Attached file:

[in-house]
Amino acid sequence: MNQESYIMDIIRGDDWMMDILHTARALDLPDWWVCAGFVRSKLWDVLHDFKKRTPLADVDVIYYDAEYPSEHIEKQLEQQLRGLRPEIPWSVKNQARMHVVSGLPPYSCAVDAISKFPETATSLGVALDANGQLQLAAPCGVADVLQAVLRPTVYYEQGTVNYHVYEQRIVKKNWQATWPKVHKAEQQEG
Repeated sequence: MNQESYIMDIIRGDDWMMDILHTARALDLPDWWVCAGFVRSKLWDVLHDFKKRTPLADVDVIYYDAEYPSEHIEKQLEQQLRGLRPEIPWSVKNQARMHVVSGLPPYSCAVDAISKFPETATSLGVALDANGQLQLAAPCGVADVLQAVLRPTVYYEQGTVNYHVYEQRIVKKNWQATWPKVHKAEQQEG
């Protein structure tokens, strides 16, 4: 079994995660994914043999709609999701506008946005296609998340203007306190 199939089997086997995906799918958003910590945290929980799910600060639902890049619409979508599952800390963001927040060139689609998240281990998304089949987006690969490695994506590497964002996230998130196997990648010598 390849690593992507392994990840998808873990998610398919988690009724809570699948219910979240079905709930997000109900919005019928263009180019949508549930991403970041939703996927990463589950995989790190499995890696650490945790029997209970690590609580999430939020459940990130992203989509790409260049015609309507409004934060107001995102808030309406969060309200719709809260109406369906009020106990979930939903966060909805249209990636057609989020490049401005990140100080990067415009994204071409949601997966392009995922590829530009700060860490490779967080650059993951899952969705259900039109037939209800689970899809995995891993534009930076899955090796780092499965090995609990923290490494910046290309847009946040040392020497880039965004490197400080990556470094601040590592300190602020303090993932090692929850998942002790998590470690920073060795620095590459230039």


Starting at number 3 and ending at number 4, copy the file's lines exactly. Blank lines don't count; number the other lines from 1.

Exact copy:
Repeated sequence: MNQESYIMDIIRGDDWMMDILHTARALDLPDWWVCAGFVRSKLWDVLHDFKKRTPLADVDVIYYDAEYPSEHIEKQLEQQLRGLRPEIPWSVKNQARMHVVSGLPPYSCAVDAISKFPETATSLGVALDANGQLQLAAPCGVADVLQAVLRPTVYYEQGTVNYHVYEQRIVKKNWQATWPKVHKAEQQEG
């Protein structure tokens, strides 16, 4: 079994995660994914043999709609999701506008946005296609998340203007306190 199939089997086997995906799918958003910590945290929980799910600060639902890049619409979508599952800390963001927040060139689609998240281990998304089949987006690969490695994506590497964002996230998130196997990648010598 390849690593992507392994990840998808873990998610398919988690009724809570699948219910979240079905709930997000109900919005019928263009180019949508549930991403970041939703996927990463589950995989790190499995890696650490945790029997209970690590609580999430939020459940990130992203989509790409260049015609309507409004934060107001995102808030309406969060309200719709809260109406369906009020106990979930939903966060909805249209990636057609989020490049401005990140100080990067415009994204071409949601997966392009995922590829530009700060860490490779967080650059993951899952969705259900039109037939209800689970899809995995891993534009930076899955090796780092499965090995609990923290490494910046290309847009946040040392020497880039965004490197400080990556470094601040590592300190602020303090993932090692929850998942002790998590470690920073060795620095590459230039």